By electronically signing my name below, I understand and acknowledge my responsibility to avoid and report known or suspected sexual misconduct in compliance with USC requirements.
What is the average age of first sexual abuse against a child?
____ % of women and ____ % of men report having been sexually abused before the age of 18.
Who should you inform immediately of suspected sexual abuse?
The child's parents
School officials and the KFK director
Which of the following constitutes as sexual abuse?
Choose all that apply
Physical touching against the child's will
Solicitation of sexual acts
Showing or distributing pornography
Talking about sex or sexual acts
You should _______ be alone with your buddy.
Which of the following should always be avoided when interacting with buddies?
Choose all that apply.
Physical touching without their consent and/or against their will
Touching a child's breasts, groin, and/or buttocks
Being alone with a buddy
Acknowledgement of Duty To Report Child Abuse: California law requires certain persons to report known or suspected child abuse or neglect. These individuals are known under the law as “mandated reporters.” Because of the nature of your job responsibilities, you are a mandated reporter. California law requires certain persons to report known or suspected child abuse or neglect. These individuals are known under the law as “mandated reporters.” Because of the nature of your job responsibilities, you are a mandated reporter. A mandated reporter, who in his or her professional capacity, or within the scope of his or her employment, has knowledge of or observes a person under the age of 18 years whom he or she knows or reasonably suspects has been the victim of child abuse or neglect must report the suspected incident. The reporter must contact a designated agency immediately or as soon as practically possible by telephone, and shall prepare and send a written report within 36 hours of receiving the information concerning the incident ABUSE THAT MUST BE REPORTED: • Physical injury inflicted by other than accidental means on a child. • Sexual abuse meaning sexual assault or sexual exploitation of a child. • Neglect meaning the negligent treatment, lack of treatment, or the maltreatment of a child by a person responsible for the child’s welfare under circumstances indicating harm or threatened harm to the child’s health or welfare. • Willful harming or injuring or endangering a child meaning a situation in which any person inflicts, or willfully causes or permits a child to suffer unjustifiable physical pain or mental suffering, or causes or permits a child be placed in a situation in which the child or child’s health is endangered. • Unlawful corporal punishment or injury willfully inflicted upon a child and resulting in a traumatic condition. WHERE TO CALL IN AND SEND THE WRITTEN ABUSE REPORT: Reports of suspected child abuse or neglect must be made to each of the following: • Immediately via telephone report to the USC Department of Public Safety at (213) 7406000 or (213) 740 4321. • Immediately via telephone report to theDepartment of Children and Family Services Child Protection Hotline at (800) 5404000. • Within 36 hours via written report to the Department of Children and Family Services on Form SS8572 (Suspected Child Abuse Report). The Child Protection Hotline will explain how to get the form. A mandated reporter who fails to make a required report is guilty of a misdemeanor punishable by up to six months in jail, a fine of $1000, or both.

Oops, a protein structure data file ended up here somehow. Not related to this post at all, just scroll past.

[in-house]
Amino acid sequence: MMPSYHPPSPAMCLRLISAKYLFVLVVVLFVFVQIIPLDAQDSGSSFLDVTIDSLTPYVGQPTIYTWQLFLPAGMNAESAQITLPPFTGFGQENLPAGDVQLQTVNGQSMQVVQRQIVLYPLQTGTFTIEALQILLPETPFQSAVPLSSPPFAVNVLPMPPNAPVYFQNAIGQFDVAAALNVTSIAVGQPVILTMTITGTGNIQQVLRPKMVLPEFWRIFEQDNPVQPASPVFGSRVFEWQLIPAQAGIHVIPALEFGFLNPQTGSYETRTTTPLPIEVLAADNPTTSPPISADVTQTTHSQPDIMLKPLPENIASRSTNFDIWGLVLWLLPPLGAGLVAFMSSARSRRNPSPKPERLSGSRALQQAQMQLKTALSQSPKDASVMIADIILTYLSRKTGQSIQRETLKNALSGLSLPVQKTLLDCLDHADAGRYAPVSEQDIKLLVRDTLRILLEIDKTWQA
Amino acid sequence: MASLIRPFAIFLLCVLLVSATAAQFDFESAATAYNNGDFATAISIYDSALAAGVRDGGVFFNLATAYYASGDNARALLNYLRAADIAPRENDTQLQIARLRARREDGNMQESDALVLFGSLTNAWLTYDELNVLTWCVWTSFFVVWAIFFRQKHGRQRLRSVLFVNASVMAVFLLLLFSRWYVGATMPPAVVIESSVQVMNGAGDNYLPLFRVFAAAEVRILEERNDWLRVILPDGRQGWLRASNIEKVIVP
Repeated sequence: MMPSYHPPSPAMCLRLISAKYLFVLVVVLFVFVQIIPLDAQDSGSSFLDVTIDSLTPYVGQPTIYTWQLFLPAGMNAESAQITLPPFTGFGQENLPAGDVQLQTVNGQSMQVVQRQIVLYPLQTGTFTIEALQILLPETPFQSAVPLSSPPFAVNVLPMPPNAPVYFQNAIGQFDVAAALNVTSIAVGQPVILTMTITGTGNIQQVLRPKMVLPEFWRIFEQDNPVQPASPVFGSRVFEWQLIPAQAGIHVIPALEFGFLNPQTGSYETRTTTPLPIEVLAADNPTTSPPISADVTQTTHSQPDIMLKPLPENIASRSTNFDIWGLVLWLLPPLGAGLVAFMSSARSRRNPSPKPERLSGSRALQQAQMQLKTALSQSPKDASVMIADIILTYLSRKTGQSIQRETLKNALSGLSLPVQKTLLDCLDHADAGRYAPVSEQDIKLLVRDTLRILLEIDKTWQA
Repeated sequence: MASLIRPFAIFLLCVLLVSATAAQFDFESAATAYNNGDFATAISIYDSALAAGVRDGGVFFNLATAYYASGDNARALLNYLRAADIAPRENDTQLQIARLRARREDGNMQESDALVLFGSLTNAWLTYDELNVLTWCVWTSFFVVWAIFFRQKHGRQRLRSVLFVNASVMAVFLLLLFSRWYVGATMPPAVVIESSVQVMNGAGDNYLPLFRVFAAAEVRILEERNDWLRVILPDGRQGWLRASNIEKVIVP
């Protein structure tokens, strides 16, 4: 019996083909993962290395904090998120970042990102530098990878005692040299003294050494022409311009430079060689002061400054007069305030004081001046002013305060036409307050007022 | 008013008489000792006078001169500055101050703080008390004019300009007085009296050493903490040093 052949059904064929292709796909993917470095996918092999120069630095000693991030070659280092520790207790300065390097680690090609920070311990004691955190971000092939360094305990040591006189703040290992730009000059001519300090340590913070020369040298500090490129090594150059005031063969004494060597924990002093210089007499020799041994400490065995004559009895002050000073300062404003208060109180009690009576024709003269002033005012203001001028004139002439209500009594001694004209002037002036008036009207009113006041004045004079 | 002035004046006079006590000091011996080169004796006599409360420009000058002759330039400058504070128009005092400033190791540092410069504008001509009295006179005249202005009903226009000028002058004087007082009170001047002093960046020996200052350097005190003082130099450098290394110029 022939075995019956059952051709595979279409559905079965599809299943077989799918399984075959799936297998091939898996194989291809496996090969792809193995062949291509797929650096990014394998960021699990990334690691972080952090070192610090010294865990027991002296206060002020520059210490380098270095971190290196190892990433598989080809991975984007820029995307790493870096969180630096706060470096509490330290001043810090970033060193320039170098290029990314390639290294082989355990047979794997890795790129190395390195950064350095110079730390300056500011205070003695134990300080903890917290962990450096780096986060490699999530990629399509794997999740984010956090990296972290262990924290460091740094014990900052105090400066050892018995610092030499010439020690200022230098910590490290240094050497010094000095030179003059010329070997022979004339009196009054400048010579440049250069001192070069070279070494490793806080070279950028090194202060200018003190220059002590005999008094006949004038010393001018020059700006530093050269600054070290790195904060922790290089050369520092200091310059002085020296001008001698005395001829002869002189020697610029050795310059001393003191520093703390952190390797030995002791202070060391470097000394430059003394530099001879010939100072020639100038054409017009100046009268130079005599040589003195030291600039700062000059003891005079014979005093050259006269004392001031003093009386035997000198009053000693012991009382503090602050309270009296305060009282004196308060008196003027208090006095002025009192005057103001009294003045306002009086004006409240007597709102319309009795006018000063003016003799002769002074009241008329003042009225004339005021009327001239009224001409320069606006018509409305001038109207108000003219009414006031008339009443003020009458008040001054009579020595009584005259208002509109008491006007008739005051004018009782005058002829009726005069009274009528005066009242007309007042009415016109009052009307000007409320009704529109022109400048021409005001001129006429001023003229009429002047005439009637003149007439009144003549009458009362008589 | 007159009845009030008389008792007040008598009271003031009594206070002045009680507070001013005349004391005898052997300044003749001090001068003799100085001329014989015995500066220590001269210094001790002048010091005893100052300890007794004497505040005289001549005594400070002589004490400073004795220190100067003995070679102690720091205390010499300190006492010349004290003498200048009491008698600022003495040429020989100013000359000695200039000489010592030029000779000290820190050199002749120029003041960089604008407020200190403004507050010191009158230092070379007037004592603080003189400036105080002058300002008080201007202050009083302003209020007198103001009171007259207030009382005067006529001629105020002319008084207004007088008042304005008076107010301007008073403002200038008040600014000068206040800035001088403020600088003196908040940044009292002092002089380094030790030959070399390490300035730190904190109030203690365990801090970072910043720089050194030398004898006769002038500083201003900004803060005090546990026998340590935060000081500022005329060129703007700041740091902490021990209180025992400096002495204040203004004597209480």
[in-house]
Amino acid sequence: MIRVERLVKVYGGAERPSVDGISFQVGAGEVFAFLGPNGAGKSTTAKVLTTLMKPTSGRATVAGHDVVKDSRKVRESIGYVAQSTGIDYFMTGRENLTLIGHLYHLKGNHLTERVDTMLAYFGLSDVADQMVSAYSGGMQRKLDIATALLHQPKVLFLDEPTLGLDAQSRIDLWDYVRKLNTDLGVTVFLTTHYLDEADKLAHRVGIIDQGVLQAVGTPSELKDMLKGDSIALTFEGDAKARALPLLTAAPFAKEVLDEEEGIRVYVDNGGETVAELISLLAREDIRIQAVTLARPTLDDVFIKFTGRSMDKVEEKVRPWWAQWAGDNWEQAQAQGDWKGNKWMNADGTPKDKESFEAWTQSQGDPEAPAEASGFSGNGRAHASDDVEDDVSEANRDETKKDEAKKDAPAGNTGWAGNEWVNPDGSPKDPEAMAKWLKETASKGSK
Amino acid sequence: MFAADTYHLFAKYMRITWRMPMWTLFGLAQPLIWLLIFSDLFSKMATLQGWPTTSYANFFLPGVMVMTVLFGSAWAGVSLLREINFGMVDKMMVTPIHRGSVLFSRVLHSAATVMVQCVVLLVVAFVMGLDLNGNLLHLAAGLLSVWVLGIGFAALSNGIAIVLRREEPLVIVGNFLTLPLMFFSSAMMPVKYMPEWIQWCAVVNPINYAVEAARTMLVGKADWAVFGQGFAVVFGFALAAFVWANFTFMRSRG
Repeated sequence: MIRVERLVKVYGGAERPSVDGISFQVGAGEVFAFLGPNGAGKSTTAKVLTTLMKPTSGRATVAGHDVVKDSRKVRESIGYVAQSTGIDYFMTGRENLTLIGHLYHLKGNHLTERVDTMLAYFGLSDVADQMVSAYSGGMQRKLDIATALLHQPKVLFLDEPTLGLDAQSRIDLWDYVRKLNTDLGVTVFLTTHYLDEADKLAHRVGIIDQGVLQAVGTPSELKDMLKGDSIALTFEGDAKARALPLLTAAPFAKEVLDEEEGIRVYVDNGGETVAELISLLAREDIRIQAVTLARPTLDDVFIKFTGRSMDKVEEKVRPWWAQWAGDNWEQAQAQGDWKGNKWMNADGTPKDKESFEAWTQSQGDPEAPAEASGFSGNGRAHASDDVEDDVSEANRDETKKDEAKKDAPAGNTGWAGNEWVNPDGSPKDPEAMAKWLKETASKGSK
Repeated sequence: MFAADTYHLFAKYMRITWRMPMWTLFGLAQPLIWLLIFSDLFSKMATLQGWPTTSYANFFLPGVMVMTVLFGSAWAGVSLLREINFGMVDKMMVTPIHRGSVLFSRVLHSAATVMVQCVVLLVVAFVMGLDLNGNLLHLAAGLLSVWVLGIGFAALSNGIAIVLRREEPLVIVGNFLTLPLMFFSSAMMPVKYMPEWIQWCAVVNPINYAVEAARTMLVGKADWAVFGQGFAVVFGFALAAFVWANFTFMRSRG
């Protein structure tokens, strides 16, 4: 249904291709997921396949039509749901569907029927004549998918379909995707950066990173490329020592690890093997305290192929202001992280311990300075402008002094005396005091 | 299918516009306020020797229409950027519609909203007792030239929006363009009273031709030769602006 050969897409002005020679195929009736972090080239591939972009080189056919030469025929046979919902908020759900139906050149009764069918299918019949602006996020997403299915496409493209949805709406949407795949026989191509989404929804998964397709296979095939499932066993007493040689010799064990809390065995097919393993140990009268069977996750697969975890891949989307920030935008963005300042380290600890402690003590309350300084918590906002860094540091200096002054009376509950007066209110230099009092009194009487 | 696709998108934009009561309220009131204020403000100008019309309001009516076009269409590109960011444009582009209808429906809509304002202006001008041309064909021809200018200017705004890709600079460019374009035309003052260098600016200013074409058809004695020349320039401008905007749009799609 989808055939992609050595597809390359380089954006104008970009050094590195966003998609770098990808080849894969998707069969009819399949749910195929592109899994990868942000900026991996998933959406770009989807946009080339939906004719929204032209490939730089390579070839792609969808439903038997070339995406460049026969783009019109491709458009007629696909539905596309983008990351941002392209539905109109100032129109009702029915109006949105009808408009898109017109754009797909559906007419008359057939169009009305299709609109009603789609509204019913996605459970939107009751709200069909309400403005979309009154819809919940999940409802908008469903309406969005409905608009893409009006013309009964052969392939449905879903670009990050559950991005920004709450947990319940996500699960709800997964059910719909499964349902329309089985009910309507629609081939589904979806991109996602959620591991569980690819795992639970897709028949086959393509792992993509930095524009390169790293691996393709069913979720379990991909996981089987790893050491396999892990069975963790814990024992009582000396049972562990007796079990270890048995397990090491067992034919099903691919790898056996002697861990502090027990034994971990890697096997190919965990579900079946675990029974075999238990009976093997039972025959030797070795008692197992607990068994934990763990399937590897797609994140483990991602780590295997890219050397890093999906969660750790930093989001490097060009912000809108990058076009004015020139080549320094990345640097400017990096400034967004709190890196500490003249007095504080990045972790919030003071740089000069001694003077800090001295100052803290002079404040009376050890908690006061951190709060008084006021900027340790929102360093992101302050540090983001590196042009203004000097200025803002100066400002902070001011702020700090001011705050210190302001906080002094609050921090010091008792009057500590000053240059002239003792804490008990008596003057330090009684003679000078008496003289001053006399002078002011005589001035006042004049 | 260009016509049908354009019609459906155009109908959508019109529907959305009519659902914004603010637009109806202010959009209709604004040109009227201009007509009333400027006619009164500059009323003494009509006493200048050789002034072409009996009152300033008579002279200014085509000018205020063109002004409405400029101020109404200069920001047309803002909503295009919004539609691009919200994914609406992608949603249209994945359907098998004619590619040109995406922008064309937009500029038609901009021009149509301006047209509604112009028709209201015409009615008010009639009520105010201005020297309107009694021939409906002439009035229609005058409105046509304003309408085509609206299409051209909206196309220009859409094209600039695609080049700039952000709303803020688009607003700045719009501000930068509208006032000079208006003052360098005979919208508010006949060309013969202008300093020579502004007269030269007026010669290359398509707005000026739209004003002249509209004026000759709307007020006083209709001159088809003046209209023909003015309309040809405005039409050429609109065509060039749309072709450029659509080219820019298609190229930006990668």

By electronically signing my name below, I understand and acknowledge my responsibility to report known or suspected child abuse in compliance with Penal Code requirements.